Taking in the familiar room, she noticed things were much the same as they’d been since her teens, except for the old bureau. Now filled with the clutter of late middle-aged bachelorhood, it used to be graced with photos of grinning boys in blue from the one-eight posed with everything from a twelve-foot marlin to a notorious hood they’d landed. Somewhere in there, buried like a fossil beneath several strata of out-of-date papers, was his certificate of retirement, a document that had not seen the light of day since he hung up his shield. “Dad? I know it’s been off limits all this time, but I’ve always wanted to know the reason you quit the force. The real one. I’ve seen you play tennis, so please don’t tell me it was because of your back.”
He took back the cigarette and killed it off with one drag. Hank was singing about doing time in Georgia.
He reached over and brushed Leah’s bangs behind her ears, just as he’d done since she was a kid. She let him, as always. The LP was done now and skipping, but neither of them noticed.
“I had a partner, my third, savvy and very tough. We caught this guy we suspected of killing his wife. Smug bastard. But we didn’t have the evidence to lock him up. He was gonna walk for sure, so my partner decided to encourage a confession.”
“What’d he use, a phone book?”
“Something like that. Anyway, that’s never been my way.” Leah just sat, hugging her knees. “So, after a couple of sleepless nights, I went to my commander.”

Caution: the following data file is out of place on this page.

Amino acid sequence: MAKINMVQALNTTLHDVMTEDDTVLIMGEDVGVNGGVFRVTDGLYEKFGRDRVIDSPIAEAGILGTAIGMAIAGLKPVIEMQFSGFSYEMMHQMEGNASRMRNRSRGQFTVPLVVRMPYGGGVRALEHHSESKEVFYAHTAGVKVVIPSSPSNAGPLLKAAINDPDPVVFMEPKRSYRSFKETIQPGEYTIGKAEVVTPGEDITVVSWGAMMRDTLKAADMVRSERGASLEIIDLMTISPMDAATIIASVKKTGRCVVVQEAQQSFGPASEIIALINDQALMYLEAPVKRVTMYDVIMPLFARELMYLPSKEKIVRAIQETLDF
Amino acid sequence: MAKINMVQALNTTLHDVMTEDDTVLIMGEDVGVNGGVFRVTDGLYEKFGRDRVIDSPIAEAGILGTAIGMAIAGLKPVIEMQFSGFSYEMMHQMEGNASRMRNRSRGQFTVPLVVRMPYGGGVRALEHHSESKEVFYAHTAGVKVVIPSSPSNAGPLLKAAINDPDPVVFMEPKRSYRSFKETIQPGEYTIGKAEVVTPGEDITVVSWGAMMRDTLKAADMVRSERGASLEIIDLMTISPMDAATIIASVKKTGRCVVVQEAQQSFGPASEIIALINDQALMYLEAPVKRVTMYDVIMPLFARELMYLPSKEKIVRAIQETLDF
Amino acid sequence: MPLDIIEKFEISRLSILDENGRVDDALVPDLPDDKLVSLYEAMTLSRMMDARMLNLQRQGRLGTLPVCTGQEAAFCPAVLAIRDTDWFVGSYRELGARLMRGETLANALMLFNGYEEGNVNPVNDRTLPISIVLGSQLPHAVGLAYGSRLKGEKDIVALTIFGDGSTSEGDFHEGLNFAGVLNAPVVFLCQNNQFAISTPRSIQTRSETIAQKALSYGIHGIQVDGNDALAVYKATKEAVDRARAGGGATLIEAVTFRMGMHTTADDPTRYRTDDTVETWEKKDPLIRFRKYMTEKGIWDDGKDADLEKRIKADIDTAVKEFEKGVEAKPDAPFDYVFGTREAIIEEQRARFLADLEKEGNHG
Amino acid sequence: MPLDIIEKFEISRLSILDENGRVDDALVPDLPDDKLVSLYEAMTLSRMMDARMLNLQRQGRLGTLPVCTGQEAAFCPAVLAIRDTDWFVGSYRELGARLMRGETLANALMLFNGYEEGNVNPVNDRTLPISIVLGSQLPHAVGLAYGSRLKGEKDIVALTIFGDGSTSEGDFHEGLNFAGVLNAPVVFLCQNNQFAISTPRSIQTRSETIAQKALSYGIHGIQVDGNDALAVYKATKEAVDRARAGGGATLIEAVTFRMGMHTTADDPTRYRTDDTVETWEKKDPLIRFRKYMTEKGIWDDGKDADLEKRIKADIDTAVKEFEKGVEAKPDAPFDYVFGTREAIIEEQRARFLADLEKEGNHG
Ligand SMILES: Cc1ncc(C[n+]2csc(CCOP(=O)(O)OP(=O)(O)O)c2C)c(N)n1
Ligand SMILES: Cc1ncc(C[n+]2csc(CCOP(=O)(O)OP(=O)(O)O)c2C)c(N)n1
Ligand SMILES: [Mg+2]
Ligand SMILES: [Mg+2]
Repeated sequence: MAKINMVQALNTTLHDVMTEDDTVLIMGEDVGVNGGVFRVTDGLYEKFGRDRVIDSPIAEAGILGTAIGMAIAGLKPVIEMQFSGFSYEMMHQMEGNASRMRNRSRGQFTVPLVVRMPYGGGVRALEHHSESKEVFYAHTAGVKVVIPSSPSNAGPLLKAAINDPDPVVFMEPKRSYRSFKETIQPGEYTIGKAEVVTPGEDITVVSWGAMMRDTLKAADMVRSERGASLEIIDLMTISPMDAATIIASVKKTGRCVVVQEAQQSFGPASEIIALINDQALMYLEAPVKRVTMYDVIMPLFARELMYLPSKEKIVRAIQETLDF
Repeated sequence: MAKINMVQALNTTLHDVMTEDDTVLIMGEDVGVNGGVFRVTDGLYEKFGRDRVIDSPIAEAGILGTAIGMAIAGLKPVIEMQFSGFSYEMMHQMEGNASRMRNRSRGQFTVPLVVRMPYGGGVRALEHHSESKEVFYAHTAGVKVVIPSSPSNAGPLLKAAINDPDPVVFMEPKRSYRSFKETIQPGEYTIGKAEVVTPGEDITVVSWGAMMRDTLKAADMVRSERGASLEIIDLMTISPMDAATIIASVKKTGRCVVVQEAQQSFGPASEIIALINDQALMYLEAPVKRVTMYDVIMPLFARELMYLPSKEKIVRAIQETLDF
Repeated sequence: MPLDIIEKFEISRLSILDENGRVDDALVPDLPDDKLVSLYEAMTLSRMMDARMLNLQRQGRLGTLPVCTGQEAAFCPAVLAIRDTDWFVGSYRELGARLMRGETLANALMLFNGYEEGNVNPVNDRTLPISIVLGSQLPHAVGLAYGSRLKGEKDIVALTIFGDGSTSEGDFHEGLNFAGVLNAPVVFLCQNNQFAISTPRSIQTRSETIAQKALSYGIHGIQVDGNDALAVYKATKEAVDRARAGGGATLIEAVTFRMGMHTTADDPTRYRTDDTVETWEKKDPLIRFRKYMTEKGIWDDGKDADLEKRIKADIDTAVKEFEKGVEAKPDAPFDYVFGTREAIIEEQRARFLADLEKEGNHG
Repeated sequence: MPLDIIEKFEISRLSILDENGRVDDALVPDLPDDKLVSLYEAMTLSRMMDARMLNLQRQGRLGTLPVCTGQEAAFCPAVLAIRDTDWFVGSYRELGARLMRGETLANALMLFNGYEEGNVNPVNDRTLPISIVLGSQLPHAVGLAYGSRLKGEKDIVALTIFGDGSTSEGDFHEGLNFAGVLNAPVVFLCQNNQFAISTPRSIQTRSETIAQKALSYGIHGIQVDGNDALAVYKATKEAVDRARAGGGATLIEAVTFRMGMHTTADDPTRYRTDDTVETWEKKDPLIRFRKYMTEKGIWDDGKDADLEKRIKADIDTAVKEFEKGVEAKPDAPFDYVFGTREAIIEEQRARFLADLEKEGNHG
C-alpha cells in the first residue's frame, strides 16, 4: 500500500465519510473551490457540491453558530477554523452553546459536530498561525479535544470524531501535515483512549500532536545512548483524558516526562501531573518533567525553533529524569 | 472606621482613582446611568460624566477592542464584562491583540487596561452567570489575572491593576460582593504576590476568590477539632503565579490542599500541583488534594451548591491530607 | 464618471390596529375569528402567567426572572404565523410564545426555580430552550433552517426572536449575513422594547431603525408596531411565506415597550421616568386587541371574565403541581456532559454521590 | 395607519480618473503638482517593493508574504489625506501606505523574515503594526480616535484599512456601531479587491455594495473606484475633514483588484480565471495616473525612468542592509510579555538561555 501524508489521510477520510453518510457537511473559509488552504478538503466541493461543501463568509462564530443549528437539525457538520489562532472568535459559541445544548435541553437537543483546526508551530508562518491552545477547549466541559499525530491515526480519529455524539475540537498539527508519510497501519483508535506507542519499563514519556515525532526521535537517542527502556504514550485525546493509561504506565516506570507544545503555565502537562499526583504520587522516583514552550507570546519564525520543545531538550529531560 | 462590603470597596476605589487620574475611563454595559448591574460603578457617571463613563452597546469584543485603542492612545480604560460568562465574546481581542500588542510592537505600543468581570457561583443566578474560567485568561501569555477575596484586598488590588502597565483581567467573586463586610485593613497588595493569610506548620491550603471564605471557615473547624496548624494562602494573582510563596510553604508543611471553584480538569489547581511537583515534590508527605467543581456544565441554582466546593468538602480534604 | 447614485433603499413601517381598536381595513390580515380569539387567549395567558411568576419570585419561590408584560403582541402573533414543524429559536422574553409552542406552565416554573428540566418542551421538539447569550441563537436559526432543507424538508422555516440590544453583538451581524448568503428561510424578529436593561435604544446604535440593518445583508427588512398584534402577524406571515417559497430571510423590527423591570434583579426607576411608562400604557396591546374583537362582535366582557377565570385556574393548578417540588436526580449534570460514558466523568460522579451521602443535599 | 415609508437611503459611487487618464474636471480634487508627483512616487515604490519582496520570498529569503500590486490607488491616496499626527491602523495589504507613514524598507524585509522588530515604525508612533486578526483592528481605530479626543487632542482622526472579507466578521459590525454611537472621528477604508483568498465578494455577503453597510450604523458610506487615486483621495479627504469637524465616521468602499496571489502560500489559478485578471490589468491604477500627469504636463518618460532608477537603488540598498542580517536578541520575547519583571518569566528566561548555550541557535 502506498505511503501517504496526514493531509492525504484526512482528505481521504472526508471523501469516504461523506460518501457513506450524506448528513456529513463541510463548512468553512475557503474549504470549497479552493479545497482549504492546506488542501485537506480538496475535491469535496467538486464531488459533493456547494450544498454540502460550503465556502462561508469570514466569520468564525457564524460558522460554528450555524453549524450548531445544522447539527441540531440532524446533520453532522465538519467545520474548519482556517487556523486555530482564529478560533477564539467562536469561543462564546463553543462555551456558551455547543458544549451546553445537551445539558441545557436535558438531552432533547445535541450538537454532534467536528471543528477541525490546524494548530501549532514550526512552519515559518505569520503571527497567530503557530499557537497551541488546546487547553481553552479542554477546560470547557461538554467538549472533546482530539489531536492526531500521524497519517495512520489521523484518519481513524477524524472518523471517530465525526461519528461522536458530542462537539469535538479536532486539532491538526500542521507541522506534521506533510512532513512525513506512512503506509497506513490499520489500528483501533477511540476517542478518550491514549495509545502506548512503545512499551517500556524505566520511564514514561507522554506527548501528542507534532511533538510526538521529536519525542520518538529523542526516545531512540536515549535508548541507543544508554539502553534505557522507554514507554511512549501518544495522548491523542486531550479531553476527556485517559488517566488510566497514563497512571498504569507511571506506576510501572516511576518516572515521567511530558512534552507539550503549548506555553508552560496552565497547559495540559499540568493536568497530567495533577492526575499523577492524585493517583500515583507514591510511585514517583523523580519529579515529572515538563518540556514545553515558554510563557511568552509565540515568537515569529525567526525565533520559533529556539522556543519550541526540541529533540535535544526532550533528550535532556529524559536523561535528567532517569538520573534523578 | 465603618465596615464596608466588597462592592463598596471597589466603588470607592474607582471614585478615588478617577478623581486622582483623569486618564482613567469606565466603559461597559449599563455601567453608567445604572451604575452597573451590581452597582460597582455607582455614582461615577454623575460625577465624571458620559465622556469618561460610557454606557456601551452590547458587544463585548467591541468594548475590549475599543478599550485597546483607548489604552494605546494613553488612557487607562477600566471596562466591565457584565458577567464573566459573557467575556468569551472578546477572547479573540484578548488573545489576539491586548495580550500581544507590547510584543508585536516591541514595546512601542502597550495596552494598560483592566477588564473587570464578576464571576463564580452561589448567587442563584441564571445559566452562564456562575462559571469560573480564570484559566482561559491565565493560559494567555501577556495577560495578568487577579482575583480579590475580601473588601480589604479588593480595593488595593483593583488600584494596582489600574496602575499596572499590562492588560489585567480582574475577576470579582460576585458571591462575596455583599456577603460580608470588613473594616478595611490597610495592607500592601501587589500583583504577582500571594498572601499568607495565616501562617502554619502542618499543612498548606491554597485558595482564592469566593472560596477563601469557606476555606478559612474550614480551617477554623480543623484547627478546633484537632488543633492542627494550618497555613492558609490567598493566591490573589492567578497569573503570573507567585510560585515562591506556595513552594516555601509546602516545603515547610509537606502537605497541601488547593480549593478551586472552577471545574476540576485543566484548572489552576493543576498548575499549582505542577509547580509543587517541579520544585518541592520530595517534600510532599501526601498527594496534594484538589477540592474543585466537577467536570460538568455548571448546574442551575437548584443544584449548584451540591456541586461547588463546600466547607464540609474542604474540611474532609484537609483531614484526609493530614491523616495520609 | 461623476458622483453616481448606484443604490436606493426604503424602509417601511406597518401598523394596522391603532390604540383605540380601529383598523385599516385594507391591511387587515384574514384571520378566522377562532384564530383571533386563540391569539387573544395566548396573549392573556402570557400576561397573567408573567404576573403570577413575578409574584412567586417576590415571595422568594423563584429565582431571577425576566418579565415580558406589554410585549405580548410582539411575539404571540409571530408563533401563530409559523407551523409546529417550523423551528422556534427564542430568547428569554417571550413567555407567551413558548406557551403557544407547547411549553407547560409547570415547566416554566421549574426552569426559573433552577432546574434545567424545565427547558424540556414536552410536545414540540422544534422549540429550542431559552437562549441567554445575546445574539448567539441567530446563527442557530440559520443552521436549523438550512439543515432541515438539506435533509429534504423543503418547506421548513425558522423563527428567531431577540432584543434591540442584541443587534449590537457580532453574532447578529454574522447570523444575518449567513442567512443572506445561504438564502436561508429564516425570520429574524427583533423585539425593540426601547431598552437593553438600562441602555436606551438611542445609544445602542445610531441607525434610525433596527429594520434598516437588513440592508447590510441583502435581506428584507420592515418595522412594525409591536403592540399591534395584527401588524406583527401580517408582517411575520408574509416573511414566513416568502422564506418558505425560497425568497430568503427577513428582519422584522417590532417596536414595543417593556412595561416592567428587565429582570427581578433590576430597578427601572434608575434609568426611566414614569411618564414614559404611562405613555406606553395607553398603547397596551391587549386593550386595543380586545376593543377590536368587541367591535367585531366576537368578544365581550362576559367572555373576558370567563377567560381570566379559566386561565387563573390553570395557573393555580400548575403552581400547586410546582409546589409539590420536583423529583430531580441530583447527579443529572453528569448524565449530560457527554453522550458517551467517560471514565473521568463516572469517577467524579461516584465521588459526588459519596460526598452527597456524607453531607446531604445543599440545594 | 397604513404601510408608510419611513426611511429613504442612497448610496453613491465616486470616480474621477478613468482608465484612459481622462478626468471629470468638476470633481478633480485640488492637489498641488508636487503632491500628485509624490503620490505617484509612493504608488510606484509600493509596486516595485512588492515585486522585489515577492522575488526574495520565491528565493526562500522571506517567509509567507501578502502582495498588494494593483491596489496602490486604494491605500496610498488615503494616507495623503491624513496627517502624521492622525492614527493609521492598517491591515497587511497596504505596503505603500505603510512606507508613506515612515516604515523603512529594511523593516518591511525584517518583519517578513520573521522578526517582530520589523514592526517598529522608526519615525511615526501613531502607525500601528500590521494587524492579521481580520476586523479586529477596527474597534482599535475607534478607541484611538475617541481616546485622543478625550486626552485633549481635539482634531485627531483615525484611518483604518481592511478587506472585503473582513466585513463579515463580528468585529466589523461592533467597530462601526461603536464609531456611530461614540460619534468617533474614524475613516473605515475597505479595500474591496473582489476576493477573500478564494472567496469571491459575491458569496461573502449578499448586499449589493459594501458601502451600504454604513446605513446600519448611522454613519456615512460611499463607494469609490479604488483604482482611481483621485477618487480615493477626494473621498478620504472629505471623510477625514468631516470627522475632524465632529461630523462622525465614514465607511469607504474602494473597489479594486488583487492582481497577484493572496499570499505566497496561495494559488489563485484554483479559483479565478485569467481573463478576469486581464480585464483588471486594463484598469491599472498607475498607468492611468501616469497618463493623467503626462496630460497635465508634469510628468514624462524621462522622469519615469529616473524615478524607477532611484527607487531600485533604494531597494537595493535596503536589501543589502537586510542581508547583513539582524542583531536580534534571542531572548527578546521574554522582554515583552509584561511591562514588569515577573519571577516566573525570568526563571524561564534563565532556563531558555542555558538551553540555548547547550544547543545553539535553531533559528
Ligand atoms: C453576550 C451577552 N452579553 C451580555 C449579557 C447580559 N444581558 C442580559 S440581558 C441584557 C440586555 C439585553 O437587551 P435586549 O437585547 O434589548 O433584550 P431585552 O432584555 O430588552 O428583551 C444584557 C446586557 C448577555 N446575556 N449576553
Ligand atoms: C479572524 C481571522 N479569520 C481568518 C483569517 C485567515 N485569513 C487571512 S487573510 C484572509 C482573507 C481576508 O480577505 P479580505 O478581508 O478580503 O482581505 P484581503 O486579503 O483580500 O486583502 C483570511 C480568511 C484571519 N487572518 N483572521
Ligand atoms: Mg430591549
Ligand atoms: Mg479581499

“And he backed your partner.”
“More like he swept it under the rug. Then suddenly, nobody’s talking to me and I’m starting to wonder if I’ll get back-up when I need it.” He shrugged. “And so…”
“You took early retirement.”
“I took early retirement.”
Leah turned and leaned against her dad for a few silent minutes, watching the smoke curl above their heads. Then she got up and gave him a kiss on the forehead before turning over the record.
* * *
Seth’s color deepened along with his breathing as he paged through Leah’s dossier of his wife’s extramarital escapade, including a tactfully edited transcript of her damning barroom banter. Dropping the folder, he withdrew a small picture of his daughter from his wallet and touched the face smiling back at him. The set of his jaw said it all and, without being asked, she slid a couple of cards for good divorce attorneys across the desk like a blackjack dealer.